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Reviewed by Pedro Santos

Dominic Blaazer: The Lights Of Te Atatu

Reviewed by Pedro Santos

Dominic Blaazer: The Lights Of Te Atatu

‘Spend my nights with an old guitar, playing my pain away.’ From the measured opening piano chords of the thoughtfully upbeat title track to the outro clapping of mournful closer Baby Says She Cares, this is a charming and delightful debut album from Dominic Blaazer, well known as a member of some quality Auckland acts, including The Peter Stuyvesant Hitlist and Smoothy.

While audiences of those various bands will know he plays a mean piano/Hammond organ, wields a meaningful guitar and can sing to boot, he’s not known as a solo artist. That’s just changed because ‘The Lights Of Te Atatu’ is a special record (released on vinyl and digital) that will surely lead to demands for more.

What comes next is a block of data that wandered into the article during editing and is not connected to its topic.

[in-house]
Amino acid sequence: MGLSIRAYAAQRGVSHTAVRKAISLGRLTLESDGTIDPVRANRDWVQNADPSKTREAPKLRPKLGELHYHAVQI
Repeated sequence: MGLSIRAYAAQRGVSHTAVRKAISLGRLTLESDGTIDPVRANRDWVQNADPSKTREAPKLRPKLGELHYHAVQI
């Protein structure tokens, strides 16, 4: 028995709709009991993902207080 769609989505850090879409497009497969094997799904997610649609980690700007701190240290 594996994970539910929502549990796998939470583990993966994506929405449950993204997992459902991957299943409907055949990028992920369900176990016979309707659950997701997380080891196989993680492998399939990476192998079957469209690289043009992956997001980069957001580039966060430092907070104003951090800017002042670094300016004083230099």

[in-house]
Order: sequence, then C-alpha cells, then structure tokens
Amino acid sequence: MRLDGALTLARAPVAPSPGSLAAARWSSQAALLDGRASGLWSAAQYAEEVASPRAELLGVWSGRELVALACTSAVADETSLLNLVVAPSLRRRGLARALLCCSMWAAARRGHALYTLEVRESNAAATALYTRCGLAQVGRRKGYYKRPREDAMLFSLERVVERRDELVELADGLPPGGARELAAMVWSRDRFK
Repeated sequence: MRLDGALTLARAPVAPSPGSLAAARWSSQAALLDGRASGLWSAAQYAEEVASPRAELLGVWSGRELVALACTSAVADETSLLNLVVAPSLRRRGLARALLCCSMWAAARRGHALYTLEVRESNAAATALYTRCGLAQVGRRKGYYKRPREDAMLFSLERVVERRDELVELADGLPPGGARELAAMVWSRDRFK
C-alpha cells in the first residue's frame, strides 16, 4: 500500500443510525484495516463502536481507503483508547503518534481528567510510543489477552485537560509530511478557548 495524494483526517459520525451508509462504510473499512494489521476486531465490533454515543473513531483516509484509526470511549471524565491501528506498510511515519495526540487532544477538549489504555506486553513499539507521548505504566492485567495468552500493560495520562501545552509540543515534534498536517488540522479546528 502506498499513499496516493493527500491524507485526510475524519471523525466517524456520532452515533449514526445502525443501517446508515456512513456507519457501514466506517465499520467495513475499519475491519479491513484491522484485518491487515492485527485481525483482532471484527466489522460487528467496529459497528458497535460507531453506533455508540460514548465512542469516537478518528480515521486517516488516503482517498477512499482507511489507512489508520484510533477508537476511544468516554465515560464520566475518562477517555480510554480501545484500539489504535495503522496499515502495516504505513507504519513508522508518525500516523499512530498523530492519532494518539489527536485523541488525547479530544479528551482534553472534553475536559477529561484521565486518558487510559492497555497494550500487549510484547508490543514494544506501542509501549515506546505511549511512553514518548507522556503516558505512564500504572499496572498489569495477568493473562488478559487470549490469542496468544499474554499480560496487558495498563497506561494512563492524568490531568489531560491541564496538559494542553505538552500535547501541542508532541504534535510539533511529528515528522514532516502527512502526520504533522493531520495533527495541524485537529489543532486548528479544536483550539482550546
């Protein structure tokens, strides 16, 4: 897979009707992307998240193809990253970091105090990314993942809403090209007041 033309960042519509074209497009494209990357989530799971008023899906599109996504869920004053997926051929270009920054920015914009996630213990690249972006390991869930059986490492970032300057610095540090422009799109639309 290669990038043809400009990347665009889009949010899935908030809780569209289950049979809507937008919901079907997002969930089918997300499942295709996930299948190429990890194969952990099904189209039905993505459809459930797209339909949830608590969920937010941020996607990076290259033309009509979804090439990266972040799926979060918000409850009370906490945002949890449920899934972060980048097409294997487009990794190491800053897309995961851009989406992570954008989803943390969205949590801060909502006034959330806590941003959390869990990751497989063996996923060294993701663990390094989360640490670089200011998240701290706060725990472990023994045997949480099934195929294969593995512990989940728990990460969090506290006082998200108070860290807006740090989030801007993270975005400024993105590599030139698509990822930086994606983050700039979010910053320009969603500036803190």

Clearly personal, it covers pop, soul, AC rock, blues and more, in the way your own vinyl collection might. It’s likely that most of these tunes were written on piano and therein lies much of the oddly fresh appeal this album has – unfussy chords and clever progressions supporting intelligent, clearly articulated lyrics.

There is plenty else to enjoy here, notably the string arrangements of Jon Cook, as performed by The Black Quartet. Cook adds his own flugelhorn to the mix and there’s also oboe and saxophone alongside the largely unobtrusive pop/rock basics.

And then Blaazer’s singing. His is not a voice of impressive strength but his conscious use of it and willingness to take vocal risks is impressive. Honesty springs to mind, as to me does Tim Finn, his voice fully expressing vulnerabilities of the songwriter and in the un-retouched, almost live performances.

In tandem with great musician friends, smart and diverse lyrics born from three-or-more decades as a music detail-ist, performing musician and sensitive bloke, Blaazer delivers a wholly enjoyable album.